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Feb 12, 2013

Feb What’s IF all about?

12
2013

The world produces enough food to feed everyone – but not everyone has enough to eat.

That has inspired Oxfam and 100 other organisations to mount a huge joint campaign on hunger. 

Enough Food for Everyone IF is about ending the greatest scandal of our age – that one in eight people go to bed hungry every night in a world which produces enough food for everyone. 
 
 
CAPTIONS: Top: IF comes together at the Belfast launch. Middle-left: Enough Food For Everyone IF we use land for food not fuel. Women pictured here in a garden program at the Integrated health Centre in Aguie in the Tessaoua region of Niger. Photo: Nyani Quarmyne. Middle-right: Six-month-old Maniratou Mahamadou, held by her mother, Habsatou Salou, smiles after a nutrition screening at the Boukoki Integrated Health Centre in Niamey, the capital. Enough for everyone IF we give enough aid to stop children dying of hunger. Photo: Nyani Quarmyne. Bottom row: IF teaser's spelt out using food, piano keys and inflated at Derry Peace Bridge.
More than 140 people spelt it out in Belfast in January to unveil the IF campaign and be the first to sign up. You may have missed the wet shoes and standing around in the snow – but you can sign up too right here and find out the latest on the campaign here.
 
Hunger kills more people than AIDS, malaria and tuberculosis combined. Two million children die each year because of malnutrition. Food prices continue to rise making it even harder for families, including here at home, to put food on the table. The food system is broken.
But there can be enough food for everyone:
 
IF we give enough aid to stop children dying from hunger and help the poorest families have enough food to live.
 
IF we stop poor farmers being forced off their land, and we grow crops to feed people not fuel cars.
 
IF governments stop big companies dodging tax in poor countries, so that millions of people can free themselves from hunger.
 
IF we force governments and investors are open and honest about the actions that prevent people getting enough food.
 
We need you to join us to end the scandal of hunger. Leaders – coming to Fermanagh for the G8 in June - will listen IF we act together and act now.
 
Feb 5, 2013

Feb Share the love this Valentine’s with Chicks & Chocolates

5
2013

We can do without the wilting roses, overpriced menus and cheesy rhymes on St. Valentine’s Day.

But chocolate is always welcome, especially when it comes in the form of Fair Trade milk chocolate hearts by Divine made with the finest cocoa, smooth cocoa butter and real vanilla.

And it’s even sweeter when coupled with our gift of life-changing chicks to make the perfect Valentine's Day gift - straight from the Oxfam Unwrapped range!

A Clutch of Chicks and Chocolates (€20/£16) funds projects in Zimbabwe – helping to provide nutritious eggs and other support for families living in poverty –  while you get a card and a lovely box of Divine chocolates to give to your special someone on February 14th.
 
 
CAPTIONS: Left: Janak and Sundari Singh stand next to the water pump Oxfam helped to build in their village in India. Once an arid yellow, their field is now green with crops all year round. “We would like our children to stay in our village when they are grown up. We don’t think they will have to move away now.” Rajendra Shaw/Oxfam. Right: Masumbuko and Grace have been through a lot. They live in the war-torn Democratic Republic of Congo, where Oxfam is helping people forced to flee their homes because of the fighting. “I fell in love with my wife the first time I saw her. There was just something about her – the way she was talking, the way she was walking, her nose and her ears. When I saw her I thought she was very, very beautiful. I can’t explain it. Some people may not think she is beautiful, but to me she is perfect.” Rankin/Oxfam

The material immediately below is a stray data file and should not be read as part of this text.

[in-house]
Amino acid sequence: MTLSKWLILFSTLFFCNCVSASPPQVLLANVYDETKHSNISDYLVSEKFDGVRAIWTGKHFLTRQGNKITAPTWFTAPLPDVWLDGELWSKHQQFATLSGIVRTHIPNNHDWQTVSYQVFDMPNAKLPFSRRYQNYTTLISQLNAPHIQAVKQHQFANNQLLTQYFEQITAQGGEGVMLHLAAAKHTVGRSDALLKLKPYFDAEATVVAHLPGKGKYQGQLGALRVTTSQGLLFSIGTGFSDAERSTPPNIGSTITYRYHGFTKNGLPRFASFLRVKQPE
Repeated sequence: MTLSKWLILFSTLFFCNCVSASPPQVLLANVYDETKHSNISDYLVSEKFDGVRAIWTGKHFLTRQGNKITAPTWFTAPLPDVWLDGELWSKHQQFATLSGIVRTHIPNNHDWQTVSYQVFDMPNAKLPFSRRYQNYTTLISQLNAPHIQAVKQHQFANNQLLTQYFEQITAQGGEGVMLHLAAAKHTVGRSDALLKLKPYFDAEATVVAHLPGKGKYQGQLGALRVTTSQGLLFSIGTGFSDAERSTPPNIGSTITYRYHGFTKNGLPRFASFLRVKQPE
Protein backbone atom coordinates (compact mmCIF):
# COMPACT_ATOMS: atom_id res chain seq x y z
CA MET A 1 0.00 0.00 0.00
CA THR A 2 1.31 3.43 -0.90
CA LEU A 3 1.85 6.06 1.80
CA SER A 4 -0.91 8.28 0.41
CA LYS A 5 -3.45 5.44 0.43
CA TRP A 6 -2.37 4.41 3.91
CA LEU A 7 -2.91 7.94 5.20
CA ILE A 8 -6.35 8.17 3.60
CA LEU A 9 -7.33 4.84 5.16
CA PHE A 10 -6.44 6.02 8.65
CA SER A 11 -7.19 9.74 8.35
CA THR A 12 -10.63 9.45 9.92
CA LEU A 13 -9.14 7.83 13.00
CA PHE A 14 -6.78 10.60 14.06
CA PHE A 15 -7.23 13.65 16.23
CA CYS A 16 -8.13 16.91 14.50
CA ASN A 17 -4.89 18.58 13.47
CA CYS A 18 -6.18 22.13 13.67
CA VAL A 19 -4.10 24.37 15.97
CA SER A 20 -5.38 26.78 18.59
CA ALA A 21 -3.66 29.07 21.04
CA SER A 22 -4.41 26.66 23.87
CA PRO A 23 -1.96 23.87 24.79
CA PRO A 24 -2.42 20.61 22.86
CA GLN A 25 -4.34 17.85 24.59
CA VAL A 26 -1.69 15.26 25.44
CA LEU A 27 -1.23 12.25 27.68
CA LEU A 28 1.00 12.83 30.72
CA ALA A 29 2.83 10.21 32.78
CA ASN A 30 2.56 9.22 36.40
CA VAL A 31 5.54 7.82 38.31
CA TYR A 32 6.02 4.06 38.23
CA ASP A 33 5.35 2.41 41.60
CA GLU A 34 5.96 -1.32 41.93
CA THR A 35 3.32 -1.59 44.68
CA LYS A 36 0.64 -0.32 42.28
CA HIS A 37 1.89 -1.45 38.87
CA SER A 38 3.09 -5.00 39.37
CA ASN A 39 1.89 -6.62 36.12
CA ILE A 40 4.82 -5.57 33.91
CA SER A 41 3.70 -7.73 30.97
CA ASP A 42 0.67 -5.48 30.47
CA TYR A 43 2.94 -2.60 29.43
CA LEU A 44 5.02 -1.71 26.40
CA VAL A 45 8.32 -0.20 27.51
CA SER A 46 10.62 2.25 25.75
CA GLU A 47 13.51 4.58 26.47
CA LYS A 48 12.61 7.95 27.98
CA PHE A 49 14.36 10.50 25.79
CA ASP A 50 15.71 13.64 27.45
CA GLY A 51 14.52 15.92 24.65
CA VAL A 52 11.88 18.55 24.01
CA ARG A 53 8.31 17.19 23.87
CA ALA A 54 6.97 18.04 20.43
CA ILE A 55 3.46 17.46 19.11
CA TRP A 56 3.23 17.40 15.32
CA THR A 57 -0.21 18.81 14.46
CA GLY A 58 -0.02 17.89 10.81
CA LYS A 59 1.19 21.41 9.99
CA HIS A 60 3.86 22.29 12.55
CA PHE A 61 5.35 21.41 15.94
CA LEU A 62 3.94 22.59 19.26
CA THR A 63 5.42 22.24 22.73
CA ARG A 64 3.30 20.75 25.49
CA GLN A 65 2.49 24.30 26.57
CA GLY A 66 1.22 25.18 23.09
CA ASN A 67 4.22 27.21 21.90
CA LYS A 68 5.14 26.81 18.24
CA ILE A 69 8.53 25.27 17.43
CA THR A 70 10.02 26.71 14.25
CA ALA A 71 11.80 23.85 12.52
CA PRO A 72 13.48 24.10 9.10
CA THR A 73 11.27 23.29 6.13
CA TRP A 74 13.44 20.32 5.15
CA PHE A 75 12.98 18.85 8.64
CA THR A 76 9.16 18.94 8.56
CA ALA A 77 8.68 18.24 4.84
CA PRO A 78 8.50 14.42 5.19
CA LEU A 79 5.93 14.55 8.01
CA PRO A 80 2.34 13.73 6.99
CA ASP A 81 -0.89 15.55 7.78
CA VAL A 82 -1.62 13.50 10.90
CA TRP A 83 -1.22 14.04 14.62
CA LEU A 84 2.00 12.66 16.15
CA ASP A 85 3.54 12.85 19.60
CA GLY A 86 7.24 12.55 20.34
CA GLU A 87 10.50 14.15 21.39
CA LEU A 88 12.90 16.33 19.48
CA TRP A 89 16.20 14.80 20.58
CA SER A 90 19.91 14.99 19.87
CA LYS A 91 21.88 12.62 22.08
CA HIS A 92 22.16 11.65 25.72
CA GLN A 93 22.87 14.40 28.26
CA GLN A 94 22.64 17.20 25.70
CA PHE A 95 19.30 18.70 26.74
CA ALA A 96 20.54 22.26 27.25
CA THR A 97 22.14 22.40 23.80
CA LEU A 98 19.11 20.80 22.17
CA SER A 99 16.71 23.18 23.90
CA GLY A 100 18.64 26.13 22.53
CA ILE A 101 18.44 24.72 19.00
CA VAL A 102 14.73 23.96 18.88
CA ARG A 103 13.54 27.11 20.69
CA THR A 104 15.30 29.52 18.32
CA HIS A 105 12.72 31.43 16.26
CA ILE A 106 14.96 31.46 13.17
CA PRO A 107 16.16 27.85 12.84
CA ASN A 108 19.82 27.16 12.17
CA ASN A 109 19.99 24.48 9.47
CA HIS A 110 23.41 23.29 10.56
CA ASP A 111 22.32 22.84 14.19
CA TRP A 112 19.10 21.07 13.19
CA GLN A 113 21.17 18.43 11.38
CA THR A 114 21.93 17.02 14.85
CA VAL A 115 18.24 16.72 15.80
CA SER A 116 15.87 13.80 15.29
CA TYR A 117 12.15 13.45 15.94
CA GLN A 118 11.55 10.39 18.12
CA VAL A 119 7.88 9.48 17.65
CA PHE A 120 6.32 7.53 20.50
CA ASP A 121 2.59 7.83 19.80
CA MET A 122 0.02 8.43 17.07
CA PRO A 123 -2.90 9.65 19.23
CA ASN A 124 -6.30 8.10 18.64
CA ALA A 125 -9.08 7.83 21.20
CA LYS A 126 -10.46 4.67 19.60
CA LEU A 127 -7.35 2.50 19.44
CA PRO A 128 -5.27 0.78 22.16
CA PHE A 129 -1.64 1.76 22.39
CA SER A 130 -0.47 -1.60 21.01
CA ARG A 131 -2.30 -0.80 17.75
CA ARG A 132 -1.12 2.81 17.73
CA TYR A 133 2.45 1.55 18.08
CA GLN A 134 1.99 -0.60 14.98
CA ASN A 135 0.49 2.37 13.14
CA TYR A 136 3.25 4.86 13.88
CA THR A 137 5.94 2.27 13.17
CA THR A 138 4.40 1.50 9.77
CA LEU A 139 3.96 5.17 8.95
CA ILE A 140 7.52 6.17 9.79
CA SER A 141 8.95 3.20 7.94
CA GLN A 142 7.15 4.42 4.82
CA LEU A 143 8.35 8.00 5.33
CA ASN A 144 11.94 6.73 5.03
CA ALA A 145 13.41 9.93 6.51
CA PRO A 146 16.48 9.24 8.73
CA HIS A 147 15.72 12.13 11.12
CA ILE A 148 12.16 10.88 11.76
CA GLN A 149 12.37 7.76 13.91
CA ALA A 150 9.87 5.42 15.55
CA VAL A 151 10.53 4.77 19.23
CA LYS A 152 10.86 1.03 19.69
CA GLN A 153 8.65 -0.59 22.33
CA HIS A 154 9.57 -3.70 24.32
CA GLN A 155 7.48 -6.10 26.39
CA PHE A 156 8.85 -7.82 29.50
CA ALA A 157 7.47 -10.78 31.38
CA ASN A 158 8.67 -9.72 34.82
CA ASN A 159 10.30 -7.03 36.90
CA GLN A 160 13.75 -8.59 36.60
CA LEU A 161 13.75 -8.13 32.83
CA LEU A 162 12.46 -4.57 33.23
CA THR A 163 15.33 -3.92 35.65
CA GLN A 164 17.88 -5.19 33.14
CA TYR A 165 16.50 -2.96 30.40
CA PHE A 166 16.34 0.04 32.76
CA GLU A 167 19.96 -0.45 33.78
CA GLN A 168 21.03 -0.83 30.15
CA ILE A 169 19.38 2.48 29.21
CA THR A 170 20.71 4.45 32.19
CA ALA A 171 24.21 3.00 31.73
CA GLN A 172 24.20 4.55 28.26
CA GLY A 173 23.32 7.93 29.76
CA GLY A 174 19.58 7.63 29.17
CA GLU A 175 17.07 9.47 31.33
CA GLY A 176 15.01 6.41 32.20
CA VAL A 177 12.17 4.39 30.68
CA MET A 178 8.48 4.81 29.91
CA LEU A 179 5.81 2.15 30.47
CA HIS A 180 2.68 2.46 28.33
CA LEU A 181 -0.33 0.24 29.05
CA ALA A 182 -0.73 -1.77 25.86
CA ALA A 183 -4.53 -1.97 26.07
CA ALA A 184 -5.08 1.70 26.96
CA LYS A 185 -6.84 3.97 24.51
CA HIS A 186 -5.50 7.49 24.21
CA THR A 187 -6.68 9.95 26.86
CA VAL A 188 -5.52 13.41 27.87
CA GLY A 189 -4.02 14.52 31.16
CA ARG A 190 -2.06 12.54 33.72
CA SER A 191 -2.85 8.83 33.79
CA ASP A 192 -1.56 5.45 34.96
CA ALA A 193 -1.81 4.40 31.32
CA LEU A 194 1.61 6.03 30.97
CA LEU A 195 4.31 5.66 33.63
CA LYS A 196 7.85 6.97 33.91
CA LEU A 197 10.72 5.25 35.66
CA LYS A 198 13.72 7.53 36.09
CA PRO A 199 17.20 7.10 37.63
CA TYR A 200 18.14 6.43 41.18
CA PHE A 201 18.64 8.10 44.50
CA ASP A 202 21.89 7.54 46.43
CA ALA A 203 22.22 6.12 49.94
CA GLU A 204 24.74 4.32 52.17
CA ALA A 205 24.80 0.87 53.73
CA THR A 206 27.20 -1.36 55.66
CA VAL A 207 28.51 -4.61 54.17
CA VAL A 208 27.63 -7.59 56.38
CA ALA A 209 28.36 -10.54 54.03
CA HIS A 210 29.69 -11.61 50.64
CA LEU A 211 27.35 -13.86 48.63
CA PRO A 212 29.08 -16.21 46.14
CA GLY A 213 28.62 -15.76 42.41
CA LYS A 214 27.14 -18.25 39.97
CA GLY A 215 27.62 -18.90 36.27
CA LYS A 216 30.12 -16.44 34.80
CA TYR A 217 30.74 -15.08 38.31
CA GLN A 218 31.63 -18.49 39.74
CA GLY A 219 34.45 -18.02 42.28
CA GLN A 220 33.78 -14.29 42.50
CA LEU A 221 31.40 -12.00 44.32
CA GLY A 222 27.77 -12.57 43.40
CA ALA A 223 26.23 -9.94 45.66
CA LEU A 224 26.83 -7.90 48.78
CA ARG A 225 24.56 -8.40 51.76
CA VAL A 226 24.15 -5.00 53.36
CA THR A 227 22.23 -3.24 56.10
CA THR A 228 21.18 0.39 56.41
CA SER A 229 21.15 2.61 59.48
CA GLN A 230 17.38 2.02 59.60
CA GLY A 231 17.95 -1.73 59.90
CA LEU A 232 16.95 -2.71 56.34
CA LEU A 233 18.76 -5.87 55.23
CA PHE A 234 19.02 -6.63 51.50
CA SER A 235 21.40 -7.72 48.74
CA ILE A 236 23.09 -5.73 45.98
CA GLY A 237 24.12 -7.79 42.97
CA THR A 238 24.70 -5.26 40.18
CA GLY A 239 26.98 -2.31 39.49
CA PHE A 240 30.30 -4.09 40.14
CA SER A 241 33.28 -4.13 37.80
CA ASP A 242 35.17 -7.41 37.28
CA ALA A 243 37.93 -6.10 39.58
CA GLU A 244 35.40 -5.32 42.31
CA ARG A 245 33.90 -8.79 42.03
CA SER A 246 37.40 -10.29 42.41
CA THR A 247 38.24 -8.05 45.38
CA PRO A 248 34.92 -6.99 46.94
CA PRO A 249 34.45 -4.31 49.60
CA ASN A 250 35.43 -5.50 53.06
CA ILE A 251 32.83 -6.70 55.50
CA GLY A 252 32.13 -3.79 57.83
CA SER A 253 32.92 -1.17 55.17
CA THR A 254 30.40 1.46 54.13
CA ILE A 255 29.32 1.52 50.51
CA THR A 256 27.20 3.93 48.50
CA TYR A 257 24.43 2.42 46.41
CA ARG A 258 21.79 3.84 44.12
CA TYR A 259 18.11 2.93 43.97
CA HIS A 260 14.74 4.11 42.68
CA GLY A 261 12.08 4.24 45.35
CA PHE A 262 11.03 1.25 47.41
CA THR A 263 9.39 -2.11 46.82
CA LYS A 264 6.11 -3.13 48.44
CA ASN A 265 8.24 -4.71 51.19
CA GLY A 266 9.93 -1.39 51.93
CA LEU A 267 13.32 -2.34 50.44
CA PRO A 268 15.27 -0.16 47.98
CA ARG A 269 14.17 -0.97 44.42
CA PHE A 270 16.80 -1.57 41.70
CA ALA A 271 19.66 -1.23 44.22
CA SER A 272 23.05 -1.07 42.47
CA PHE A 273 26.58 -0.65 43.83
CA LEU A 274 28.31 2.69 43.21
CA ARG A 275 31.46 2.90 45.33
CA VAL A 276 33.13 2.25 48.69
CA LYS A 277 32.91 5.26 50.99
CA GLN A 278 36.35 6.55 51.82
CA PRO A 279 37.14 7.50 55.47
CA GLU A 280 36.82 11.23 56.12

So to get your gift of Chicks & Chocs in time for Valentine's Day, simply order before Tuesday February 12th online.  Prefer to order by phone? Call 1850 30 40 55 (Republic of Ireland) or 0800 0 30 40 55 (Northern Ireland) between 9am - 5pm  Monday to Friday.
 
If you’re looking for other lovely gifts, choose from our extensive Oxfam Unwrapped range. Say ‘I love you’ by supporting women’s rights with Girl Power (€14/£11), sharing a passion for reading with School Books (€18/15), swapping the bubbly for Drinking Water for 3 Families (€25/£20) or making the future brighter with a Solar Panel (€32/£26).
 
Whichever gift you choose from our incredible Oxfam Unwrapped range, you’ll be helping to share the love this Valentine’s Day. Order by 3pm, Tuesday February 12th to guarantee delivery.
 
Jan 29, 2013

Jan Crisis in Syria

29
2013

The Syrian refugee crisis is accelerating with a dramatic increase in the numbers of people flowing across its borders.

Over one million refugees have now fled into neighbouring countries since the onset of the crisis in March 2011.

In Jordan alone there has been a three-fold increase in the daily rate of people escaping the war ravaged country in the last week. Now extreme winter weather is compounding misery for refugees, with an increase in respiratory infections and pneumonia recorded in clinics in Lebanon and Jordan.

 

 

CAPTIONS: Top: A woman and her child take shelter as a syrian air force jet bombs the streets surrounding her house in the  neighbourhood of Ahadarea, Aleppo, Syria. Photo: Sam Tarling / Oxfam. Middle: Refugees are flooding into camps in The Bekaa valley, trying to survive a harsh winter. Luca Sola/Oxfam. Bottom-left: Hanin Handan, 20, her husband Rasmi, 26, and their son. After their home was burned down during the fighting they fled Syria with nothing but the clothes they were wearing. Luca Sola/Oxfam. Bottom-right: Samira arrived from Syria 3 days ago. She is living in a self made shelter with just one room, which she shares with 12 other people. She has no food, barely any blankets and is living in squalid conditions. Luca Sola/Oxfam.

Living in a self made shelter with just one room, Samira’s story encapsulates the challenges faced by many. A 45 year old widow (pictured above, right), she shares a home made from one wall of breezeblocks and plastic sheeting with 12 other people, including 7 of her eight children. 

The floor is wet and icy cold, outside snow melts into the ground creating icy mud.